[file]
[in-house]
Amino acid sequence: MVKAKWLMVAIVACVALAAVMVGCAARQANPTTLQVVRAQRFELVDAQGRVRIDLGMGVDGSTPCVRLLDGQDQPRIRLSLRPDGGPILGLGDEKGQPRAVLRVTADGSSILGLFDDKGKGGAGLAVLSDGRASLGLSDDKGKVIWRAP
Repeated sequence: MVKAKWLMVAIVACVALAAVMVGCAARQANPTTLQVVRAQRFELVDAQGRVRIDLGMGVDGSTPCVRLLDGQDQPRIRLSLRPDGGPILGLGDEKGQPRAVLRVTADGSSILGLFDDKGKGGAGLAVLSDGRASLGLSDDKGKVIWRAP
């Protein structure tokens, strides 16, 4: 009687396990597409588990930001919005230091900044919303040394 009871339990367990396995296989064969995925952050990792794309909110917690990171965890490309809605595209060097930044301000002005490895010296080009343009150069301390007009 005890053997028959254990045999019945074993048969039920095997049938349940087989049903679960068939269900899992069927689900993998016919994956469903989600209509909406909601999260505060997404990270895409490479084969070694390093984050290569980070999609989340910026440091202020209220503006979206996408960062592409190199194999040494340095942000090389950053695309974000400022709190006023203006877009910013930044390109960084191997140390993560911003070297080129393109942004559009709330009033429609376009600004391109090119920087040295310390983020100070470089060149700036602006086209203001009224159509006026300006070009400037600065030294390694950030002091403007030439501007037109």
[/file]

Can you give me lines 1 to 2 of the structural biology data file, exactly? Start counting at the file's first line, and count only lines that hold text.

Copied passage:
[in-house]
Amino acid sequence: MVKAKWLMVAIVACVALAAVMVGCAARQANPTTLQVVRAQRFELVDAQGRVRIDLGMGVDGSTPCVRLLDGQDQPRIRLSLRPDGGPILGLGDEKGQPRAVLRVTADGSSILGLFDDKGKGGAGLAVLSDGRASLGLSDDKGKVIWRAP